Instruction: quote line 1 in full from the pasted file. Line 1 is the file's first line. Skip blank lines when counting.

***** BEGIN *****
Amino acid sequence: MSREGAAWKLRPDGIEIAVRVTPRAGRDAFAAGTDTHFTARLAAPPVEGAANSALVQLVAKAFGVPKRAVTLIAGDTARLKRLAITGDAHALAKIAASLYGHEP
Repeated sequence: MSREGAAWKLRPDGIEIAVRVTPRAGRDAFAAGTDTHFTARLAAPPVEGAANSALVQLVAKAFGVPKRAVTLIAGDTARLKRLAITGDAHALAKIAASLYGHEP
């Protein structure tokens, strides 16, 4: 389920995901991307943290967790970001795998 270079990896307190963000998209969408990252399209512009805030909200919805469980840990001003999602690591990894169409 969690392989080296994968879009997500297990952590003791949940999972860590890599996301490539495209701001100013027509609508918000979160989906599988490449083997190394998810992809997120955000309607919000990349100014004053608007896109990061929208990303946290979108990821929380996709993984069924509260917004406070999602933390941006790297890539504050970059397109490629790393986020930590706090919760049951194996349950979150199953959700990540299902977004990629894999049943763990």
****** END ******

Amino acid sequence: MSREGAAWKLRPDGIEIAVRVTPRAGRDAFAAGTDTHFTARLAAPPVEGAANSALVQLVAKAFGVPKRAVTLIAGDTARLKRLAITGDAHALAKIAASLYGHEP